CSE 185E
/CSE 185S
 Technical Writing for Computer Science and Engineering  5 
CSE 195  Senior Thesis Research  5 
Comprehensive Requirement
Capstone Requirement
All computer engineering students complete one of the following capstone sequences:
Both of the following courses
Or all of the following courses
Or the following course
CSE 195 also requires the submission of an approved senior thesis.
Or all of the following courses
Or the following course
ECE 118  Introduction to Mechatronics  10 
May not also be used as a concentration elective.
Or both of the following courses
CSE 115A  Introduction to Software Engineering  5 
CSE 115D  Software Design Project  Accelerated  5 
Or the following course
May not also be used as a concentration elective.
Exit Requirement
Students are required to complete an exit survey and attend an exit interview. Portfolios of the student's work will be collected from our courses for program evaluation. The portfolios will be reviewed by the computer engineering undergraduate committee and will include two project reports: CSE 121 and either the senior capstone report (CSE 115C, or CSE 115D, or CSE 129A and CSE 129B and CSE 129C, or CSE 123A and CSE 123B, or ECE 118, or CSE 157) or the student’s senior thesis.
Concentration Courses
All students in the computer engineering major take the same core courses, which give the fundamentals of programming and hardware design, supported by the physics and mathematics necessary to understand them. Students must complete all of the courses listed within their selected concentration, and they must complete the capstone sequence. The comprehensive requirement for computer engineering majors is satisfied by completion of the capstone course and the exit requirement.
Computer Systems Concentration Requirements
One of the following courses
CSE 125  Logic Design with Verilog  7 
CSE 122  Introduction to VLSI Digital System Design  5 
CSE 222A, Advanced VLSI Digital System Design, may be substituted for CSE 122 with department approval.
Plus the following course
CSE 130  Principles of Computer Systems Design  5 
Plus one of the following courses
Plus one upperdivision or graduate elective
From the approved elective list or the department’s approved list of electives for the computer engineering major
Digital Hardware Concentration Requirements
The following course
Plus one of the following options
CSE 222A, Advanced VLSI Digital System Design, may be substituted for CSE 122 with department approval.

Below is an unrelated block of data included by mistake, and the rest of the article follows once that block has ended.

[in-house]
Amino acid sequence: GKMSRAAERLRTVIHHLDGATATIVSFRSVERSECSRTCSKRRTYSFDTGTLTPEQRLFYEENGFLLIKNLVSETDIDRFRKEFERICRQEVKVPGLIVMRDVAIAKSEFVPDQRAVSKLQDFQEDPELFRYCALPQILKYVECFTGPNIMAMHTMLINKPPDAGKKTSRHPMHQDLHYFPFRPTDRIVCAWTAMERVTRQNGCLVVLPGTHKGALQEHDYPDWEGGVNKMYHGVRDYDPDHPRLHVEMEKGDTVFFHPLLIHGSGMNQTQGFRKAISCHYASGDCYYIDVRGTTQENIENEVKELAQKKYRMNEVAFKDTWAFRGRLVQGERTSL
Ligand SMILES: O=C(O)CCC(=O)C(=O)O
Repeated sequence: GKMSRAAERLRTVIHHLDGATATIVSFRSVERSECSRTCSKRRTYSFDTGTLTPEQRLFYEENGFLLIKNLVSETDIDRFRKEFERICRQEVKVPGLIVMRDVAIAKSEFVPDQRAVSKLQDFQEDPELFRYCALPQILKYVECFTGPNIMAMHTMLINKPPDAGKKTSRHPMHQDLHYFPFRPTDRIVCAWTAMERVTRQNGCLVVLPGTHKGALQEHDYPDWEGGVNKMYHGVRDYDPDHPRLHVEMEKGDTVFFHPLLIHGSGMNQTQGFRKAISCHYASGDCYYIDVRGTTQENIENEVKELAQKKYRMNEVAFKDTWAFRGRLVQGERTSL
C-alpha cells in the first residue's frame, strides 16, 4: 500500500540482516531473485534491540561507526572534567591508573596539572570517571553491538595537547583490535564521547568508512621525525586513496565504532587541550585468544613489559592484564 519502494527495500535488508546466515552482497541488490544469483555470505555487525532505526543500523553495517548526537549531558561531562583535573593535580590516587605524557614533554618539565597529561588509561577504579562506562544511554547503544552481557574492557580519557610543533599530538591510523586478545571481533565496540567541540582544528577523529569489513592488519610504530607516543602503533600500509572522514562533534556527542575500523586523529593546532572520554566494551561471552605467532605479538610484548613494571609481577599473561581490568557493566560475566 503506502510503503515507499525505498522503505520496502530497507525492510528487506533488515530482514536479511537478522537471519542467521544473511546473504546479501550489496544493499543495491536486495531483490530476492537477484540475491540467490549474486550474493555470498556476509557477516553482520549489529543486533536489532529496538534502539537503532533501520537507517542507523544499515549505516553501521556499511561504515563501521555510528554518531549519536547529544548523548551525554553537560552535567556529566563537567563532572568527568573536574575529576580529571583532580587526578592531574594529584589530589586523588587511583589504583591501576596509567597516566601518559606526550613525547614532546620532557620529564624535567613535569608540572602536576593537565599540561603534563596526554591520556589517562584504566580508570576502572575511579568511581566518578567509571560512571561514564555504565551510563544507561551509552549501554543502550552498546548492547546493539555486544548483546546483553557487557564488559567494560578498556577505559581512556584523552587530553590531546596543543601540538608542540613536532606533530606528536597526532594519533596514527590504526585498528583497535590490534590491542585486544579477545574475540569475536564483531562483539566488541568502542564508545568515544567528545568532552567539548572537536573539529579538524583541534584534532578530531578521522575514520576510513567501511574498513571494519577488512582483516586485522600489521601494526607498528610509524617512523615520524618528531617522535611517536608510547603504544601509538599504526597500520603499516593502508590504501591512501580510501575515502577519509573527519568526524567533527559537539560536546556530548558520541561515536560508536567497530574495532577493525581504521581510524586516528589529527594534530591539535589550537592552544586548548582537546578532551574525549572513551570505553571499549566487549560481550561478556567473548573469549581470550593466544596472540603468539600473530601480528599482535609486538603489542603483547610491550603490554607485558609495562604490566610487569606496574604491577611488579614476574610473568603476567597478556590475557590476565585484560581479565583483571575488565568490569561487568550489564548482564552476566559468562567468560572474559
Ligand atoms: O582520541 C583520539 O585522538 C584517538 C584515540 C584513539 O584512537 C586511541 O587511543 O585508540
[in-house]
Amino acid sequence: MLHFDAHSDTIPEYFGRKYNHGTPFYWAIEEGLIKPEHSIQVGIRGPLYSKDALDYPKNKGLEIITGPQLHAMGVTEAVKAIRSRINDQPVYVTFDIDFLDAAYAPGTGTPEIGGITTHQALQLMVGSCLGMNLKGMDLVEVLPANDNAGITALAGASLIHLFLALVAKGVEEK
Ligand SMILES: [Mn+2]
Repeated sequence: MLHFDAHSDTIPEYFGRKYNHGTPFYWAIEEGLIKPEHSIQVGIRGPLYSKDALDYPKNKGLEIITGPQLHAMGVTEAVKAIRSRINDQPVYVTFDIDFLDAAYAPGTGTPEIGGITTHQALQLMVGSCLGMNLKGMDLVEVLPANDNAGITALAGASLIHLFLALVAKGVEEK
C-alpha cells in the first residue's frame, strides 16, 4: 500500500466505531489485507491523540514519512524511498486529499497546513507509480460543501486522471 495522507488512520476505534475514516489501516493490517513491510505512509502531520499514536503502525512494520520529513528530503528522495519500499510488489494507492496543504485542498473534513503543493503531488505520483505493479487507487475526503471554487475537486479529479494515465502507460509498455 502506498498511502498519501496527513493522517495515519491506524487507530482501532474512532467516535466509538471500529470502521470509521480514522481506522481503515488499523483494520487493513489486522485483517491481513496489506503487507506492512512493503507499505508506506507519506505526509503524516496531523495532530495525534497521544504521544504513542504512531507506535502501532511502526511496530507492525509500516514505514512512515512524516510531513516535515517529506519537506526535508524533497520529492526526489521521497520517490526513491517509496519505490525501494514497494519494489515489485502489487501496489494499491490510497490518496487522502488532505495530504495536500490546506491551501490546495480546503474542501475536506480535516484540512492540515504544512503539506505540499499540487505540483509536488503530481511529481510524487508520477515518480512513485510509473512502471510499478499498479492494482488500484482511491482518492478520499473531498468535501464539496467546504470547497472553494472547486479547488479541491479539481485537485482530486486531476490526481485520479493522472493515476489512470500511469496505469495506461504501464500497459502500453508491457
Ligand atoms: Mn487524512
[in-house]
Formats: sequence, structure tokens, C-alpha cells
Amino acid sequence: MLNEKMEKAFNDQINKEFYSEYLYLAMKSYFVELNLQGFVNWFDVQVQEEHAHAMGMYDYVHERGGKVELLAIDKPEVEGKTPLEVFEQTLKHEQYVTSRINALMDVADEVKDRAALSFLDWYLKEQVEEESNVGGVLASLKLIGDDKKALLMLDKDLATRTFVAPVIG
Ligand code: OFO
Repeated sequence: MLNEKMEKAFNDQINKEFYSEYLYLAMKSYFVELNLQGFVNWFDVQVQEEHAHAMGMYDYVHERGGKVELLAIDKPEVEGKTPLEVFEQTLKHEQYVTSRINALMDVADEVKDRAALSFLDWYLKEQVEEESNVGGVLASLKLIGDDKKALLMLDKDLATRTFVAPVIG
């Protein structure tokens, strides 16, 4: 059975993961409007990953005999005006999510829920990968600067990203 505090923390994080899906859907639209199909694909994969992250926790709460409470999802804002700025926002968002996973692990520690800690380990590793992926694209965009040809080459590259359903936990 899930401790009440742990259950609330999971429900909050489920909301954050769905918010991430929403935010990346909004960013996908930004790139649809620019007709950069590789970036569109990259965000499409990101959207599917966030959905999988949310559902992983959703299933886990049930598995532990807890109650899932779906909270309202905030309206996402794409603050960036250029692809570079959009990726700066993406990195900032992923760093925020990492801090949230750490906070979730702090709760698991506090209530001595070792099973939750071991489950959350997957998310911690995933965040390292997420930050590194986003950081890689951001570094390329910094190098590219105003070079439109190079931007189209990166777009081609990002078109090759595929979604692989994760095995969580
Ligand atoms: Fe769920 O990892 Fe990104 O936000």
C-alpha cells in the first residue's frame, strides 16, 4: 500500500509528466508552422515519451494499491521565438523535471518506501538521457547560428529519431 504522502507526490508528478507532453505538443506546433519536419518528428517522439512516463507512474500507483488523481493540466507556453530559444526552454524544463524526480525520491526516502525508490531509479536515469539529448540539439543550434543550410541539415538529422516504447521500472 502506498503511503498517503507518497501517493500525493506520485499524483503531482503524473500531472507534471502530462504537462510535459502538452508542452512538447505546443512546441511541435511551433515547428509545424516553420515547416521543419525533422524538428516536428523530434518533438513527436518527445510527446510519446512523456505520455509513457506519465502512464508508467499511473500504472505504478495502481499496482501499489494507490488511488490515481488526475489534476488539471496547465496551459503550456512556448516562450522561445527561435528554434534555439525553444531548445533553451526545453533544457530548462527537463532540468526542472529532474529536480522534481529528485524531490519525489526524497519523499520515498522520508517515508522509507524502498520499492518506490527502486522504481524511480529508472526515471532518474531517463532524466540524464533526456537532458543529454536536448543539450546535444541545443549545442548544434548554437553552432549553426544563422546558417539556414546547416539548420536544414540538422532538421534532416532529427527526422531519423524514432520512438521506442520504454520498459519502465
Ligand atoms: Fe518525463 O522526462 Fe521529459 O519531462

Plus one of the following courses
CSE 122  Introduction to VLSI Digital System Design  5 
CSE 220  Computer Architecture  5 
ECE 171  Analog Electronics  5 
ECE 171L  Analog Electronics Laboratory  2 
ECE 173  HighSpeed Digital Design  7 
ECE 173L  HighSpeed Digital Design Laboratory  2 
Lecture/lab combinations count as one course.
Note that CSE 122 or ECE 171 and ECE 171L cannot be used again here.
Plus one upperdivision or graduate elective
From the approved elective list or the department’s approved list of electives for the computer engineering major
Networks Concentration Requirements
All of the following courses
CSE 150  Introduction to Computer Networks  5 
CSE 150L  Introduction to Computer Networks Laboratory  2 
CSE 156  Network Programming  5 
CSE 156L  Network Programming Laboratory  2 
CSE 130  Principles of Computer Systems Design  5 
Plus one of the following options
Either the lecture/lab combination of CSE 151 and CSE 151L, or one upperdivision or graduate elective from the approved elective list or the department’s approved list of electives for the computer engineering major
System Programming Concentration Requirements
The following course
CSE 130  Principles of Computer Systems Design  5 
Plus one of the following courses
Plus both of the following courses
CSE 150  Introduction to Computer Networks  5 
CSE 150L  Introduction to Computer Networks Laboratory  2 
Plus one of the following options
Either the lecture/lab combination of CSE 151 and CSE 151L, or one upperdivision or graduate elective from the approved elective list or the department’s approved list of electives for the computer engineering major
Plus one of the following courses
CSE 113  Parallel and Concurrent Programming  5 
CSE 156  Network Programming  5 
CSE 156L  Network Programming Laboratory  2 
CSE 110A  Fundamentals of Compiler Design I  5 
Planners
Below are two sample academic plans for students majoring in computer engineering. Since the plans for the third and fourth years will vary according to the concentration and capstone selected, placeholders for these courses have been indicated with “concentration course” and “capstone course.” As part of the major declaration process students prepare a fouryear plan based on a concentration and this may affect the placement of other courses as well. Careful planning at the time of declaration is required to complete the degree within four years. Entering frosh who have little programming experience, are strongly advised to take a programming course in the fall quarter. Students completing the courses in the fouryear planners will have satisfied the MF, PRE, SI, and SR general education requirements.
Plan One for Entering Frosh
This plan is for students with programming experience who are prepared for MATH 19A.
Plan Two for Entering Frosh
This plan is for students with no programming experience who are placed into MATH 3.
Plan for Junior Transfers
Below is a sample academic plan for students transferring to UC Santa Cruz in computer engineering for their junior year. It assumes that all but one lowerdivision and all general education course requirements have been satisfied. Since the plans for the third and fourth years vary according to the concentration and capstone selected, placeholders for these courses have been indicated with “concentration course” and “capstone course.” As part of the major declaration process students prepare a plan based on a concentration and this may affect the placement of other courses as well. Careful planning at the time of declaration is required to complete the degree within two years.
Curriculum charts for all BSOE majors are available on the department's website.